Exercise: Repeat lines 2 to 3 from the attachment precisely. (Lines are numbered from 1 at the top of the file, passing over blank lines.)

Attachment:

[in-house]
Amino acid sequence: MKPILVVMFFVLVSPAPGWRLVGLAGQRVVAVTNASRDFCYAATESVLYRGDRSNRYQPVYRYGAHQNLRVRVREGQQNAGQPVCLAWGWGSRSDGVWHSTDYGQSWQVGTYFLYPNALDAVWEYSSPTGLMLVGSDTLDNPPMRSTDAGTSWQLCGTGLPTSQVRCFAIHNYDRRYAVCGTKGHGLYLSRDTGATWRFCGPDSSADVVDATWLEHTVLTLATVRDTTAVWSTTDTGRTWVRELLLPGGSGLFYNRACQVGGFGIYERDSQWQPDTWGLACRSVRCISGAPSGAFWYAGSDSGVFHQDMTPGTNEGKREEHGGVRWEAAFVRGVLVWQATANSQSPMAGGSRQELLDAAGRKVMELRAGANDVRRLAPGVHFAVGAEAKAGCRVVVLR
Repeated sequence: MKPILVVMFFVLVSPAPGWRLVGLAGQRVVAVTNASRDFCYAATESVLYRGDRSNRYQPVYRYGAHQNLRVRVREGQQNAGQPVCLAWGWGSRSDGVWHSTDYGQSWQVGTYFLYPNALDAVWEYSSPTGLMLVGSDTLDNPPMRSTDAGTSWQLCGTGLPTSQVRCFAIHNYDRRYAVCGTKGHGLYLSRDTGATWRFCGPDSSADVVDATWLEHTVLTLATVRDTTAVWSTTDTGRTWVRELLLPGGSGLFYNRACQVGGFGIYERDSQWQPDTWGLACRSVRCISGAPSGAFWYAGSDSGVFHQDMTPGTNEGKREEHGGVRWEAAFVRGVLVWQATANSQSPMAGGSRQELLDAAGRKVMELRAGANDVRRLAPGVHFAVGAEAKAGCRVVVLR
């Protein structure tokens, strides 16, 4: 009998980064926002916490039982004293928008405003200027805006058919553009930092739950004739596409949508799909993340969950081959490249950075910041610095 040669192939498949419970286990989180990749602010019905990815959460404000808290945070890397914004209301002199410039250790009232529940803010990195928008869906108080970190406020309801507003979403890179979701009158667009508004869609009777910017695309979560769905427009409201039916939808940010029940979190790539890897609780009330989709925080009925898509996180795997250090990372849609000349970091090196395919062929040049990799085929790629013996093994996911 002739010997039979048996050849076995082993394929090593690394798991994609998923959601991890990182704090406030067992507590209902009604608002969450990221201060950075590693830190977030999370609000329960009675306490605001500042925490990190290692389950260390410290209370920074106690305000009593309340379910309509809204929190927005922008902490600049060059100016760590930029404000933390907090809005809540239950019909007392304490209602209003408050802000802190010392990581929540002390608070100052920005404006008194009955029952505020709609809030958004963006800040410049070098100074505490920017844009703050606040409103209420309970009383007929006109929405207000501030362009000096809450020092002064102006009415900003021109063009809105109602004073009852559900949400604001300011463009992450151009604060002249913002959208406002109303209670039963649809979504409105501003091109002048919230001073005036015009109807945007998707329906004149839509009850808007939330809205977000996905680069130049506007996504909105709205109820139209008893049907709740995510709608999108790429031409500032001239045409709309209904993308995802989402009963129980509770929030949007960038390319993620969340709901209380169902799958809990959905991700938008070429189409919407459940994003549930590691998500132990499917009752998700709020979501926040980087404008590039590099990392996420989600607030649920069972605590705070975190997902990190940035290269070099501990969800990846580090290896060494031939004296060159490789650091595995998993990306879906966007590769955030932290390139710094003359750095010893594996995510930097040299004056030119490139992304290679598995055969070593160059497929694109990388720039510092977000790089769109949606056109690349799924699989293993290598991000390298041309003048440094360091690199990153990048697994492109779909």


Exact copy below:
Amino acid sequence: MKPILVVMFFVLVSPAPGWRLVGLAGQRVVAVTNASRDFCYAATESVLYRGDRSNRYQPVYRYGAHQNLRVRVREGQQNAGQPVCLAWGWGSRSDGVWHSTDYGQSWQVGTYFLYPNALDAVWEYSSPTGLMLVGSDTLDNPPMRSTDAGTSWQLCGTGLPTSQVRCFAIHNYDRRYAVCGTKGHGLYLSRDTGATWRFCGPDSSADVVDATWLEHTVLTLATVRDTTAVWSTTDTGRTWVRELLLPGGSGLFYNRACQVGGFGIYERDSQWQPDTWGLACRSVRCISGAPSGAFWYAGSDSGVFHQDMTPGTNEGKREEHGGVRWEAAFVRGVLVWQATANSQSPMAGGSRQELLDAAGRKVMELRAGANDVRRLAPGVHFAVGAEAKAGCRVVVLR
Repeated sequence: MKPILVVMFFVLVSPAPGWRLVGLAGQRVVAVTNASRDFCYAATESVLYRGDRSNRYQPVYRYGAHQNLRVRVREGQQNAGQPVCLAWGWGSRSDGVWHSTDYGQSWQVGTYFLYPNALDAVWEYSSPTGLMLVGSDTLDNPPMRSTDAGTSWQLCGTGLPTSQVRCFAIHNYDRRYAVCGTKGHGLYLSRDTGATWRFCGPDSSADVVDATWLEHTVLTLATVRDTTAVWSTTDTGRTWVRELLLPGGSGLFYNRACQVGGFGIYERDSQWQPDTWGLACRSVRCISGAPSGAFWYAGSDSGVFHQDMTPGTNEGKREEHGGVRWEAAFVRGVLVWQATANSQSPMAGGSRQELLDAAGRKVMELRAGANDVRRLAPGVHFAVGAEAKAGCRVVVLR